Why are You Still Using Tables for Layout?
I've been pushing CSS for layout and tables for tabular data for a few years now, and yet every time I bring up the subject, there is controversy. There are a lot of people out there who refuse to give up their tables. It's as if HTML tables were physically attached to them and I were asking them to cut off their arm. Why are tables so popular still, while other design techniques have been put to bed? I mean, you hardly ever see a rainbow horizontal rule or animated "under construction" graphic any more...
So I decided to look at some of the reasons people have given for why they aren't willing to give up their table layouts.
Browser Support and Browser Compliance
"I like CSS, but until theres better browser compliance CSS sites will face resistance" -- Guy on December 11, 2006
"My customer dont care if the website is layed out in tables or CSS. The end product is that the page can be seen in all browser correctly." -- MIke on September 21, 2006
"I am a newbee to web development, I have only taken one HTML class. The instructor, who works in web design, said that CSS is very handy but he could not use it because older browsers would not display CSS properly." -- Pete Pielow on August 30, 2006
This is, by far, the most common reason people cite for why they won't give up table-based layouts. But how accurate is it? I have been building free CSS templates for over two years now, and I test my designs in the modern browsers as well as older ones (using Browsercam among other things).
But why believe me, let's look at the stats. I went to three browser statistics sites (W3Schools, Browser News, and the Counter.com) and they all indiate that 90-96% of people are browsing with CSS compliant browsers (by which I mean IE 6+, Firefox 1+, Mozilla 1+, Opera 8+, or Safari 1+). And they all indicate between 27 and 40% of people are using standards-compliant browsers (meaning all of the above except IE6).
If you're following the 80-20 rule (Pareto's Principle) you'll be focused on the 20% of browsers that matter. In other words, just because 10% of the browsers out there may not support CSS doesn't mean you should throw that tool out. 90% do, and if you focus on wriing standards-based designs, you'll have pages that are usable for the renegade 10%.
There are Too Many Standards
"there seems to be so many standards to choose from." -- Dwight Blubaugh on September 21, 2006
CSS Changes Too Often
"My objective is to get the content out there; not to keep up with ever-changing standards." -- Philip Sidel on November 3, 2006
This complaint is just wrong. CSS came out 10 years ago and we are only on version 2. There have been at least four new Microsoft operating systems in that same time period, and Apple releases a new version of their OS almost every year. If anything the standards change too slowly.
However, if you mean browsers, then yes, there are a lot to keep track of. In that ten year period we've seen browsers like NETCOMplete and the AOL browser come and go as well as the birth of Firefox and Safari and the wider use of Opera. But this is always going to be the case - it's one of the aspects of the Web design job. If you're not willing to keep up with how your pages display, then you might want to consider another profession.
CSS Requires Hacks to Work
"Its good to use divs when possible, but sometimes its just not feasible to write lines and lines of code and 'hacks' just to do something you could have done had you wrote 2 lines of code to make a table." -- Brian on November 3, 2006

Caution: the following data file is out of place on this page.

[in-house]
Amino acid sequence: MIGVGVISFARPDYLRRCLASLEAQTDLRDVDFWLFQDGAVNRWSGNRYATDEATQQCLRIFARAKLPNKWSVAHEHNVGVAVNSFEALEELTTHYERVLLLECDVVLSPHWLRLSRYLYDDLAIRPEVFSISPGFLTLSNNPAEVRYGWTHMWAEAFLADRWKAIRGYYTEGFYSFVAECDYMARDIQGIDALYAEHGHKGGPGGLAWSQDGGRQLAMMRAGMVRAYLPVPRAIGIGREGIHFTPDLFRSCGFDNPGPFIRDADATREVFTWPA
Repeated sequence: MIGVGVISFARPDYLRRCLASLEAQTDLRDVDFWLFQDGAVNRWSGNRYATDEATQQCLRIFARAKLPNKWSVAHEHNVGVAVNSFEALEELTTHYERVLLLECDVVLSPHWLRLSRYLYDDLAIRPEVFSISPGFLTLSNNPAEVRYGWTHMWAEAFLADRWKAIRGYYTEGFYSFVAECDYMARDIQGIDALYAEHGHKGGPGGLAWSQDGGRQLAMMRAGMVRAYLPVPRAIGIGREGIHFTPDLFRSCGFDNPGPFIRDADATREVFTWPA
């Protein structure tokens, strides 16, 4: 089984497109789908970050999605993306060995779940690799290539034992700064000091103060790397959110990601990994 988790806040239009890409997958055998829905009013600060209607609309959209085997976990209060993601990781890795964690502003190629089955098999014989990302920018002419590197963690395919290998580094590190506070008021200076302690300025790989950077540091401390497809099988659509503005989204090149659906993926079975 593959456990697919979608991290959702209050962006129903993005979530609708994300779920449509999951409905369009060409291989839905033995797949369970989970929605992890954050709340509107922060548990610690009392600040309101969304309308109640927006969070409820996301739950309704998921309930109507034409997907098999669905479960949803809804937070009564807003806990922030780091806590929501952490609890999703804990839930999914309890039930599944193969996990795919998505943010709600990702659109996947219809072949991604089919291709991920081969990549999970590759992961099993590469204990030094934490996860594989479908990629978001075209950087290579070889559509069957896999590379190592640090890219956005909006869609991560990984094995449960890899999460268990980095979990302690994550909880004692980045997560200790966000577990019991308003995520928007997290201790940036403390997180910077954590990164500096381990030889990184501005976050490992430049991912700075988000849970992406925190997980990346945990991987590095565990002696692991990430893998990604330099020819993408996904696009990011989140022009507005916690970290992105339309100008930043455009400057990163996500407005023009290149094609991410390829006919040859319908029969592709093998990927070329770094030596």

First of all, if Brian or anyone else can show me a "two line" table that builds a complete site layout, I'll be amazed. In general, CSS layouts are lighter in code and download time than table layouts.
Yes, there are a lot of "hacks" in CSS, but there are also hacks in table layouts. I don't recommend using hacks in either. When you use a hack, you are using an aspect of the browser that is not compliant with the standards. This means, that when the browser does get updated to be compliant you will need to modify your CSS to support it.
Instead, what I recommend you do is first design your pages for Firefox or other standards-compliant browser. Then view the page in IE 6. If it looks good, you're done. If it doesn't, then you need to figure out what is breaking. Usually it will be the margins, padding, or width on boxes. Then use the tips in my article Designing for IE to correct for Internet Explorer.
CSS Pages aren't Accessible
"the biggest problem with CSS deisgn is that to make a page compliant to the American disabilities act standards the page must be fully functional if the user has CSS turned off on their browsers" -- Brian Schoenfeld on December 12, 2006
This argument is also incorrect. The ADA says the site must be functional if CSS is turned off. CSS affects the look and feel of a site, not the function. So a site that is designed with CSS will often be more usable and accessible for someone with disabilities. This is because you can place things like links to the body at the top of the page and then hide them for visual browsers. You can put the relevant content first in the HTML code, even if it's displayed in the second or third column over.
CSS is Hard
"Using XHTML and CSS is still a struggle sometimes" -- Chas Grundy on October 31, 2006
Now, that is very true. CSS can be a challenge even for me. But it's a worthwhile challenge.
"but its made my work faster and better. And that means happier clients (as well as being able to charge more for my work)." -- Chas Grundy in the end of his quote on October 31, 2006
Chas has the right idea, if you learn CSS, you'll be more marketable and be able to charge more or get a higher salary. I insisted that my entire Web team learn CSS layout a year and a half ago, and I don't think they regret learning it.
But wait, there's more... I Just Don't Like Change ...Keep reading the rest of the reasons people won't switch.